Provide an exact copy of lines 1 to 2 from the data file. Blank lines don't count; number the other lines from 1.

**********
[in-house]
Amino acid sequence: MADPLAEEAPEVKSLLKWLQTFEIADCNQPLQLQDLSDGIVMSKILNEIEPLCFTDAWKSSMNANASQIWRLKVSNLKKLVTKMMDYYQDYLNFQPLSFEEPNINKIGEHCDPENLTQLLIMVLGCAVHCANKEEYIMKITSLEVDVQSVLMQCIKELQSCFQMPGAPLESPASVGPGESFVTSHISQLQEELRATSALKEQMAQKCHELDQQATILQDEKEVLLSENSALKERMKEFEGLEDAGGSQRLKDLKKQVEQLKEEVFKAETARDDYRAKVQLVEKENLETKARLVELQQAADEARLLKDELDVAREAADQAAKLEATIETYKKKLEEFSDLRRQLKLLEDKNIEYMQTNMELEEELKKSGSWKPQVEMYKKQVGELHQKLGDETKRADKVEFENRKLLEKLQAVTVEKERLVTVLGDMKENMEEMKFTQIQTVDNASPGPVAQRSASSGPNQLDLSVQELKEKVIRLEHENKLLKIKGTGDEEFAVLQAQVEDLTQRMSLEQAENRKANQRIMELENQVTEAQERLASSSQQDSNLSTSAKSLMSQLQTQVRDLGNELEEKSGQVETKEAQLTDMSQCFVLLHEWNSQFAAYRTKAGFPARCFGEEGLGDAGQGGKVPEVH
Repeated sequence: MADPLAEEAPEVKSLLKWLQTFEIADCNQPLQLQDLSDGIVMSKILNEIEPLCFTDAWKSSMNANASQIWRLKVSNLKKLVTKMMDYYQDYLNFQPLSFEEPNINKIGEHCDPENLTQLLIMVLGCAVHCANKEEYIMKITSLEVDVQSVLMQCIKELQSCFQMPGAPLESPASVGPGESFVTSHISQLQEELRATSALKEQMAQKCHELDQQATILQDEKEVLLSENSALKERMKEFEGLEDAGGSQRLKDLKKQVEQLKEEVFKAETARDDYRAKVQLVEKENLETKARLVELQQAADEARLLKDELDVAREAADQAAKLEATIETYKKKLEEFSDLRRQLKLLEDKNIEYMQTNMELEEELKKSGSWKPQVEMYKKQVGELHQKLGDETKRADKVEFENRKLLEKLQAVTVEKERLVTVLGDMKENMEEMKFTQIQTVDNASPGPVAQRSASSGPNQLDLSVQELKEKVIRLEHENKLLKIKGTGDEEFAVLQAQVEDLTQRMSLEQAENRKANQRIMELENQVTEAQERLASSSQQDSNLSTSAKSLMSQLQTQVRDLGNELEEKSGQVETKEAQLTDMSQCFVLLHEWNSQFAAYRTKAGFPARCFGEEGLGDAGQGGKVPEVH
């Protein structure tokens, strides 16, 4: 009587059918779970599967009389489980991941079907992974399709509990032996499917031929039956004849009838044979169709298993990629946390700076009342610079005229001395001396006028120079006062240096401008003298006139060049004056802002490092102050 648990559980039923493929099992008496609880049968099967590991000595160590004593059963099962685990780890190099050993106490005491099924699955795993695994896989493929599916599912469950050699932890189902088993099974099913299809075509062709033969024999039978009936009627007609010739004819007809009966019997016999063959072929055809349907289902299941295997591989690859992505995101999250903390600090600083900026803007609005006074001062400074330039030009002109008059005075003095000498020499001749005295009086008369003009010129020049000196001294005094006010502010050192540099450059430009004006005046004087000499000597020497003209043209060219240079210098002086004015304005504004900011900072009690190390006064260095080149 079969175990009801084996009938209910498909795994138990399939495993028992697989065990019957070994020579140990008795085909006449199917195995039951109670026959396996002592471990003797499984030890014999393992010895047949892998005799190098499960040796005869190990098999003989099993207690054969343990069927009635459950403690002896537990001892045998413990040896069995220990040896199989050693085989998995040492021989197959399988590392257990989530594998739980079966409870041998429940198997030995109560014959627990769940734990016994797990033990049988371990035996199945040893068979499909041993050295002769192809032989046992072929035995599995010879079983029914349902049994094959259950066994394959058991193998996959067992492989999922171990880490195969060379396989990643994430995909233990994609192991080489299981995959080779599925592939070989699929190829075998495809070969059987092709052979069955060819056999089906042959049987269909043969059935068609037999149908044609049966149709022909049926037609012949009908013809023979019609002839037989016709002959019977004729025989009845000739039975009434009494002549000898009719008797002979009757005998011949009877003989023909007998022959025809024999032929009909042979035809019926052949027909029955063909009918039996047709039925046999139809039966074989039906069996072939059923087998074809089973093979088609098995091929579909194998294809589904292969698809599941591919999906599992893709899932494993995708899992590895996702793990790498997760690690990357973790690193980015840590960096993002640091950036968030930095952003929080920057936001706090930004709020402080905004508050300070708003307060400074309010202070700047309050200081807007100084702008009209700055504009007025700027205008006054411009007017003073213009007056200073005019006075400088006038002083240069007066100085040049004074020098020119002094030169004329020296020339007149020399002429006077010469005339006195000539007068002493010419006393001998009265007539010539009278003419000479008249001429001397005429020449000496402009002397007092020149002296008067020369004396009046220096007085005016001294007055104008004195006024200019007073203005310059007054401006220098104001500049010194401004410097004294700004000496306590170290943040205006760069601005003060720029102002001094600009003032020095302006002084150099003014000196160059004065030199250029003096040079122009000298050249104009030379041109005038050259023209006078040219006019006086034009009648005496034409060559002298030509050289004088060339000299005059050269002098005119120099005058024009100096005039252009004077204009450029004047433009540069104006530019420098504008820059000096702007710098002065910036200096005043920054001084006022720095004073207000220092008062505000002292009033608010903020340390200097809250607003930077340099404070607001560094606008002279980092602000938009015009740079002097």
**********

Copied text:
[in-house]
Amino acid sequence: MADPLAEEAPEVKSLLKWLQTFEIADCNQPLQLQDLSDGIVMSKILNEIEPLCFTDAWKSSMNANASQIWRLKVSNLKKLVTKMMDYYQDYLNFQPLSFEEPNINKIGEHCDPENLTQLLIMVLGCAVHCANKEEYIMKITSLEVDVQSVLMQCIKELQSCFQMPGAPLESPASVGPGESFVTSHISQLQEELRATSALKEQMAQKCHELDQQATILQDEKEVLLSENSALKERMKEFEGLEDAGGSQRLKDLKKQVEQLKEEVFKAETARDDYRAKVQLVEKENLETKARLVELQQAADEARLLKDELDVAREAADQAAKLEATIETYKKKLEEFSDLRRQLKLLEDKNIEYMQTNMELEEELKKSGSWKPQVEMYKKQVGELHQKLGDETKRADKVEFENRKLLEKLQAVTVEKERLVTVLGDMKENMEEMKFTQIQTVDNASPGPVAQRSASSGPNQLDLSVQELKEKVIRLEHENKLLKIKGTGDEEFAVLQAQVEDLTQRMSLEQAENRKANQRIMELENQVTEAQERLASSSQQDSNLSTSAKSLMSQLQTQVRDLGNELEEKSGQVETKEAQLTDMSQCFVLLHEWNSQFAAYRTKAGFPARCFGEEGLGDAGQGGKVPEVH